Analyses were performed in fresh-frozen tumor biopsy, formalin-fixed paraffin-embedded (FFPE) tumor tissue and serum. All samples were collected at the time of initial tumor diagnosis before surgery and radiotherapy.
Genomic DNA was extracted from sections of fresh-frozen and FFPE tissues following previously described procedures [8, 25, 30]. More than 80% of the cells in hematoxylin eosin-stained adjacent sections were neoplastic.
HPV genotyping was performed by BSGP5+/6+ −PCR/MPG [31–33], an assay capable of amplifying about 150 base pairs (bp) of the L1 gene of 51 HPV mucosal types, followed by hybridization to type-specific probes on fluorescent suspension array beads. It includes detection of the human β-globin gene as DNA quality control as well as internal PCR and hybridization controls. Sample DNA was also analyzed by MY09/11-PCR amplification followed by both Restriction Fragment Length Polymorphism (RFLP) analysis and direct sequencing .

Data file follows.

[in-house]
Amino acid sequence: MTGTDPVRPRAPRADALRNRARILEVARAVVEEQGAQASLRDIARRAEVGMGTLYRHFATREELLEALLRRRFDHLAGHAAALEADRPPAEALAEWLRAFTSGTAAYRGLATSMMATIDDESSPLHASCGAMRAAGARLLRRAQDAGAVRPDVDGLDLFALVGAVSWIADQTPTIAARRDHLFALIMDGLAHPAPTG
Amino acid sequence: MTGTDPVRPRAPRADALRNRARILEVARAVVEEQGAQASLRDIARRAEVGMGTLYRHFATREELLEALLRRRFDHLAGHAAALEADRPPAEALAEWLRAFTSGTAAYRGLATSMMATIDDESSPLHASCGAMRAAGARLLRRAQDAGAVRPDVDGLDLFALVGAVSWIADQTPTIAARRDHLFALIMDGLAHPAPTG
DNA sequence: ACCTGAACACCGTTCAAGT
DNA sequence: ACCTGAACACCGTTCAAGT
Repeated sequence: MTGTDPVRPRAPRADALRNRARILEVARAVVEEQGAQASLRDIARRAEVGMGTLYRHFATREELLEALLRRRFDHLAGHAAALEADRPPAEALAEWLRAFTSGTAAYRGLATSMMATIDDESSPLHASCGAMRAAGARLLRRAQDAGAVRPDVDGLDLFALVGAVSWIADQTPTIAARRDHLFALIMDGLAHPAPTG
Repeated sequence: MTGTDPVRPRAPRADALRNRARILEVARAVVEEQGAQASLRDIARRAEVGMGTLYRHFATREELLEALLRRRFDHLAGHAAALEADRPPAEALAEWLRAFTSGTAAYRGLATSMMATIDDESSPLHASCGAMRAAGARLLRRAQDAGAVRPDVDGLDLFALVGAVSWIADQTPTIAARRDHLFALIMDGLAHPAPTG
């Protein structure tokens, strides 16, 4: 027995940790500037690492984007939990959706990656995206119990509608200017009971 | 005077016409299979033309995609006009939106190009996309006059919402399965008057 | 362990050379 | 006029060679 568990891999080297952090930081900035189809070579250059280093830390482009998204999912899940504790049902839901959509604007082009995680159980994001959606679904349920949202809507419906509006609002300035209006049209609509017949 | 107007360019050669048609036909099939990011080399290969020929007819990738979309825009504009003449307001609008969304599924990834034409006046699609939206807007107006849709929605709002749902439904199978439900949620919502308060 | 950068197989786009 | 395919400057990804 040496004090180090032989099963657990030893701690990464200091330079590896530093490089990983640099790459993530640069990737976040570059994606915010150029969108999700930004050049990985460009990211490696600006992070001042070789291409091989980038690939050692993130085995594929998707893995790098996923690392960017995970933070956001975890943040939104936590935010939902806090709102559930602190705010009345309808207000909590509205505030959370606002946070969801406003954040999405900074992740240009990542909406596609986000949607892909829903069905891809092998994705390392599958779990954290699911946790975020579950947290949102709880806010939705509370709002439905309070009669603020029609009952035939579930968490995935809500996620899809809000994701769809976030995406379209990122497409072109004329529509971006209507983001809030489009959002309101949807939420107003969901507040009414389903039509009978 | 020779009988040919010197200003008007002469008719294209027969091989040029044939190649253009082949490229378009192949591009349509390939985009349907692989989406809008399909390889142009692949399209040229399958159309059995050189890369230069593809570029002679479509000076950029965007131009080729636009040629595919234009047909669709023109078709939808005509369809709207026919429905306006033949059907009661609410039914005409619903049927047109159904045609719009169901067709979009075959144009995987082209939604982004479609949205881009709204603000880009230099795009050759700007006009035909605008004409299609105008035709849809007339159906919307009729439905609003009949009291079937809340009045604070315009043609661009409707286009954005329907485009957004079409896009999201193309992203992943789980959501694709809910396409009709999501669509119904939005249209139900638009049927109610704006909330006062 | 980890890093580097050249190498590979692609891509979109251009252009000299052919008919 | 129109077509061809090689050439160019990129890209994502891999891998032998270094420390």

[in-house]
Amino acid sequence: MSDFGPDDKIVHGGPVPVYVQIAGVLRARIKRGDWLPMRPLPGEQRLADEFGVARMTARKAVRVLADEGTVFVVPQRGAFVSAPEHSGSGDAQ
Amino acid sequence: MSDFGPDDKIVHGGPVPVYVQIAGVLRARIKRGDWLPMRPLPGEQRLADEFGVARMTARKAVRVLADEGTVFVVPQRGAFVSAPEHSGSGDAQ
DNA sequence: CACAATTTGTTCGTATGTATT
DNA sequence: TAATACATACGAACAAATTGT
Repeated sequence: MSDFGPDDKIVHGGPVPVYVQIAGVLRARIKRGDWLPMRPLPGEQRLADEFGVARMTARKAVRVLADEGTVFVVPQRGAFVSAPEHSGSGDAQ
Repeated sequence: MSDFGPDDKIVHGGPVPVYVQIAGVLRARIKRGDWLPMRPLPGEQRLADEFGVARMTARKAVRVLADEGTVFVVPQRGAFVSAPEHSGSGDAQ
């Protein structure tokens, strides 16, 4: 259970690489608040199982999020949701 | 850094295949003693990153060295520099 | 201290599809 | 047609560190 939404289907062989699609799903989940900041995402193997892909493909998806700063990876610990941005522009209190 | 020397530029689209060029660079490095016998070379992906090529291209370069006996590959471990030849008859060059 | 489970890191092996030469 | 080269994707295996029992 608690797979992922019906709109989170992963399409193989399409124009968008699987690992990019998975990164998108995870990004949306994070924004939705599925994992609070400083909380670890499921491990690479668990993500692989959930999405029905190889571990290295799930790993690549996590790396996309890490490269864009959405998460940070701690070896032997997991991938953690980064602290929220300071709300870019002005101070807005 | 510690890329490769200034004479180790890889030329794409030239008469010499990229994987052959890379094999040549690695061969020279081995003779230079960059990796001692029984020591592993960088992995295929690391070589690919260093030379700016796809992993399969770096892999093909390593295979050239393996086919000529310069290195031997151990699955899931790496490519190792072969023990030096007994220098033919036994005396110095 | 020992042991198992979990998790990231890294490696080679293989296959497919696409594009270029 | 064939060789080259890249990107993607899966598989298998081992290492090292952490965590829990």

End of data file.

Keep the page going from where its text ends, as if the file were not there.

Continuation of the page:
Genomic DNA extracted from both fresh-frozen and FFPE tumor tissues contained HPV58 as single mucosal HPV infection, as shown by both mucosal HPV genotyping methods.
Total RNA was obtained from FFPE tissue sections using the Pure-Link FFPE Total RNA Isolation Kit (Invitrogen, Carlsbad, CA) following the manufacturer’s protocol. Viral RNA expression was analyzed by E6*I reverse transcription (RT)-PCR . Briefly, the HPV type-specific assay generates 70 bp long cDNA amplicons across the E6*I splice site that are subsequently detected by hybridization to type-specific and splice site-specific probes on fluorescent suspension array beads. A duplex assay was performed for RNA of HPV16 and the cellular housekeeping gene ubiquitin C (UbC), and a singleplex assay for HPV58. The sample was positive for the HPV58 E6*I and UbC transcripts and negative for the HPV16 E6*I transcript.